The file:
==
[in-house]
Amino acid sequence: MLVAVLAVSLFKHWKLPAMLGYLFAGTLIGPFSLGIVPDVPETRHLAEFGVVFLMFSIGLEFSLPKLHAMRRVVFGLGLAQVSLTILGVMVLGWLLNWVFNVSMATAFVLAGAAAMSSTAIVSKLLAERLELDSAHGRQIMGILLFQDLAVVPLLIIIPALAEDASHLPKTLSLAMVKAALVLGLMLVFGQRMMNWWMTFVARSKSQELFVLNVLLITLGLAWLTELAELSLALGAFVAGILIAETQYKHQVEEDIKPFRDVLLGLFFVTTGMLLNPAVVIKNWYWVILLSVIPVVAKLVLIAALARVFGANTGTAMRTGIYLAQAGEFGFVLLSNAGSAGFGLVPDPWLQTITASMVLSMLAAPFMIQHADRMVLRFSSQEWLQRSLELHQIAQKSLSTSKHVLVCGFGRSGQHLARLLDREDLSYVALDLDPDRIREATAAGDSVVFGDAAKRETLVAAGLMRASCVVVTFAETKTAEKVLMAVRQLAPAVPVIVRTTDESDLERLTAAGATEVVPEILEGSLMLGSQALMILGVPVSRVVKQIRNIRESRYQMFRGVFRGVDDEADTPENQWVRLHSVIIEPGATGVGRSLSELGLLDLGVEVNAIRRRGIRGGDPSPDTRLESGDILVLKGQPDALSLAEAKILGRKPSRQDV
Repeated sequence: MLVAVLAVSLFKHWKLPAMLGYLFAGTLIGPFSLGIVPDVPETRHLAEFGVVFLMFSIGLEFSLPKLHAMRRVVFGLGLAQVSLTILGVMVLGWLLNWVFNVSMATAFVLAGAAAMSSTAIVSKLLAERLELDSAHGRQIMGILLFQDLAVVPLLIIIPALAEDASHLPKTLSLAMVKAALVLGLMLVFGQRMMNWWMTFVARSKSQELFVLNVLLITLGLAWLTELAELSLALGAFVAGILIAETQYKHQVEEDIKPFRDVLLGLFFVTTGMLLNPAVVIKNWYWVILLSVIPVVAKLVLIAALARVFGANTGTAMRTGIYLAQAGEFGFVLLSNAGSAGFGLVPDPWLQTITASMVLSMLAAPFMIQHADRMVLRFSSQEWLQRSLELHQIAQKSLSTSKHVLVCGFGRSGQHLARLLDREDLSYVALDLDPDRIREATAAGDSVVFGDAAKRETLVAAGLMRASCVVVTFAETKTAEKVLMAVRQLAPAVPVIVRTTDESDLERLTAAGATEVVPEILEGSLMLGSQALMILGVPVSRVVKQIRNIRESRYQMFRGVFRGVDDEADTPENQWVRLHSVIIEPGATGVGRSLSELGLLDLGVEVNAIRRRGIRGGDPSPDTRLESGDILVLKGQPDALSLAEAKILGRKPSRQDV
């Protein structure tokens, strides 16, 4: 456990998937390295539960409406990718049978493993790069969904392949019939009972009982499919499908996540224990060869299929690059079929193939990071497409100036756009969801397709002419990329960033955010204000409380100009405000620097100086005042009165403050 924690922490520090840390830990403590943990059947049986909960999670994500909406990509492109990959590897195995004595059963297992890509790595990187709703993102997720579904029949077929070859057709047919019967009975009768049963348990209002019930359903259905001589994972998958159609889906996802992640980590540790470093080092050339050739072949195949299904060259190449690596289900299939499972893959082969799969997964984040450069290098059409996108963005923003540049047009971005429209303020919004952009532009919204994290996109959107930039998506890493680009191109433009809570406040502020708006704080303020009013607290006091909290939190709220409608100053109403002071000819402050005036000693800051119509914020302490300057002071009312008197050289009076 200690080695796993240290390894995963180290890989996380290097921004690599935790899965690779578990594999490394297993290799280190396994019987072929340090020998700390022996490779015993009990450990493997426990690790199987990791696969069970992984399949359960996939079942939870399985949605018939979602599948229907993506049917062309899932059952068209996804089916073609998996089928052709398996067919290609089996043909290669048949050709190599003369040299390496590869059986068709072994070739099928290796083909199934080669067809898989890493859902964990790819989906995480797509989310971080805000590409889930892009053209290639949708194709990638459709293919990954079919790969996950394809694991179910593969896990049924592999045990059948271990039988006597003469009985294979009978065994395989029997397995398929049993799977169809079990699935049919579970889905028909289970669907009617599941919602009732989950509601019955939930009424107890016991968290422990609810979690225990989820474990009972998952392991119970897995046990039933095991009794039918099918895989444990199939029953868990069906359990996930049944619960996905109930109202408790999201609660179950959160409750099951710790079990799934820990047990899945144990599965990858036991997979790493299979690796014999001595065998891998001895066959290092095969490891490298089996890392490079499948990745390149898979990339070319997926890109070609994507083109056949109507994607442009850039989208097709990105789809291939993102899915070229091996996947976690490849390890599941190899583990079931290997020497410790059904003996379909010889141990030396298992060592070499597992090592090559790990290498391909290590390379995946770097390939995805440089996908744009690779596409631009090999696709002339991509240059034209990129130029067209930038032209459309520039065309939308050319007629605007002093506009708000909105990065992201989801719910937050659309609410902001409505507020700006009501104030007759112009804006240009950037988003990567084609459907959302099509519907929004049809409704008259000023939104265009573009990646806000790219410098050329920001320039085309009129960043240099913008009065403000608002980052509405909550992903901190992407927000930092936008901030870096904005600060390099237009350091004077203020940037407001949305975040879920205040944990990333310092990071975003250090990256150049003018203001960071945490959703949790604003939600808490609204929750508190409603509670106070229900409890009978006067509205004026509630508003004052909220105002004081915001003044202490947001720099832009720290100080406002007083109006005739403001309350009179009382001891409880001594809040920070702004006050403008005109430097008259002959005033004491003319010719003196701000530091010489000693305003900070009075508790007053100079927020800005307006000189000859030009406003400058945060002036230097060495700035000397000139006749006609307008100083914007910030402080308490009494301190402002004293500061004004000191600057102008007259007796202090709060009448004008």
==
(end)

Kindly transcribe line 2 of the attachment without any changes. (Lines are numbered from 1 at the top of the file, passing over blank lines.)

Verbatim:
Amino acid sequence: MLVAVLAVSLFKHWKLPAMLGYLFAGTLIGPFSLGIVPDVPETRHLAEFGVVFLMFSIGLEFSLPKLHAMRRVVFGLGLAQVSLTILGVMVLGWLLNWVFNVSMATAFVLAGAAAMSSTAIVSKLLAERLELDSAHGRQIMGILLFQDLAVVPLLIIIPALAEDASHLPKTLSLAMVKAALVLGLMLVFGQRMMNWWMTFVARSKSQELFVLNVLLITLGLAWLTELAELSLALGAFVAGILIAETQYKHQVEEDIKPFRDVLLGLFFVTTGMLLNPAVVIKNWYWVILLSVIPVVAKLVLIAALARVFGANTGTAMRTGIYLAQAGEFGFVLLSNAGSAGFGLVPDPWLQTITASMVLSMLAAPFMIQHADRMVLRFSSQEWLQRSLELHQIAQKSLSTSKHVLVCGFGRSGQHLARLLDREDLSYVALDLDPDRIREATAAGDSVVFGDAAKRETLVAAGLMRASCVVVTFAETKTAEKVLMAVRQLAPAVPVIVRTTDESDLERLTAAGATEVVPEILEGSLMLGSQALMILGVPVSRVVKQIRNIRESRYQMFRGVFRGVDDEADTPENQWVRLHSVIIEPGATGVGRSLSELGLLDLGVEVNAIRRRGIRGGDPSPDTRLESGDILVLKGQPDALSLAEAKILGRKPSRQDV